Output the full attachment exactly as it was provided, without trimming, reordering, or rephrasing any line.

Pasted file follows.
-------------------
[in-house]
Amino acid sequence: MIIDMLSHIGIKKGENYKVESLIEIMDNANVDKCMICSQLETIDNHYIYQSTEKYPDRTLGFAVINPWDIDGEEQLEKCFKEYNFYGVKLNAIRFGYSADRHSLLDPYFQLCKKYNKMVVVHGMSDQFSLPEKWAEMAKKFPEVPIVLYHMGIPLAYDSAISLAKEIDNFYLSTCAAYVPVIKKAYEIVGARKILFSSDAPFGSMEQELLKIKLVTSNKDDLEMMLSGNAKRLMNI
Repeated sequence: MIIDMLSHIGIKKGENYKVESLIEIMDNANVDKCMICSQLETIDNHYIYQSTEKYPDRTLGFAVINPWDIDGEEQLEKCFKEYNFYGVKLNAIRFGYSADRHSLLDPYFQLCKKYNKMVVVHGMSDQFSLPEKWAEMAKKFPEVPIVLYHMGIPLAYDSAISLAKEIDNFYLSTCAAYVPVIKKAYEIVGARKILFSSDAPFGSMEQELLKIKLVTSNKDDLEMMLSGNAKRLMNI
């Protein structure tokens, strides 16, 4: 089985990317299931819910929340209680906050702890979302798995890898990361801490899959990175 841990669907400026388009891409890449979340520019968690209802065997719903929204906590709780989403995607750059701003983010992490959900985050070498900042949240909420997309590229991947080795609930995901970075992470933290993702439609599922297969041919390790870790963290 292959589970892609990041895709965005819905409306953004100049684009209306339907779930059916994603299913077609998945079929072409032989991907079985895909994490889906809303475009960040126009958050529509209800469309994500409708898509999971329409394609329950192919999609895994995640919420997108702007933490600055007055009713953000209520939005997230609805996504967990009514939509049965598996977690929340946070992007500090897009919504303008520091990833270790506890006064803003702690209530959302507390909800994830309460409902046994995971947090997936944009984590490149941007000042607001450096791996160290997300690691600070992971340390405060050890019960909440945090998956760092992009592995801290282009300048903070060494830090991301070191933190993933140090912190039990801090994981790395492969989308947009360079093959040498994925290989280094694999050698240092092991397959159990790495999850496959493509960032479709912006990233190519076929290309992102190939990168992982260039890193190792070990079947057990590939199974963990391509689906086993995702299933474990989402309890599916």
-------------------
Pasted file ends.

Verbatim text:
[in-house]
Amino acid sequence: MIIDMLSHIGIKKGENYKVESLIEIMDNANVDKCMICSQLETIDNHYIYQSTEKYPDRTLGFAVINPWDIDGEEQLEKCFKEYNFYGVKLNAIRFGYSADRHSLLDPYFQLCKKYNKMVVVHGMSDQFSLPEKWAEMAKKFPEVPIVLYHMGIPLAYDSAISLAKEIDNFYLSTCAAYVPVIKKAYEIVGARKILFSSDAPFGSMEQELLKIKLVTSNKDDLEMMLSGNAKRLMNI
Repeated sequence: MIIDMLSHIGIKKGENYKVESLIEIMDNANVDKCMICSQLETIDNHYIYQSTEKYPDRTLGFAVINPWDIDGEEQLEKCFKEYNFYGVKLNAIRFGYSADRHSLLDPYFQLCKKYNKMVVVHGMSDQFSLPEKWAEMAKKFPEVPIVLYHMGIPLAYDSAISLAKEIDNFYLSTCAAYVPVIKKAYEIVGARKILFSSDAPFGSMEQELLKIKLVTSNKDDLEMMLSGNAKRLMNI
């Protein structure tokens, strides 16, 4: 089985990317299931819910929340209680906050702890979302798995890898990361801490899959990175 841990669907400026388009891409890449979340520019968690209802065997719903929204906590709780989403995607750059701003983010992490959900985050070498900042949240909420997309590229991947080795609930995901970075992470933290993702439609599922297969041919390790870790963290 292959589970892609990041895709965005819905409306953004100049684009209306339907779930059916994603299913077609998945079929072409032989991907079985895909994490889906809303475009960040126009958050529509209800469309994500409708898509999971329409394609329950192919999609895994995640919420997108702007933490600055007055009713953000209520939005997230609805996504967990009514939509049965598996977690929340946070992007500090897009919504303008520091990833270790506890006064803003702690209530959302507390909800994830309460409902046994995971947090997936944009984590490149941007000042607001450096791996160290997300690691600070992971340390405060050890019960909440945090998956760092992009592995801290282009300048903070060494830090991301070191933190993933140090912190039990801090994981790395492969989308947009360079093959040498994925290989280094694999050698240092092991397959159990790495999850496959493509960032479709912006990233190519076929290309992102190939990168992982260039890193190792070990079947057990590939199974963990391509689906086993995702299933474990989402309890599916």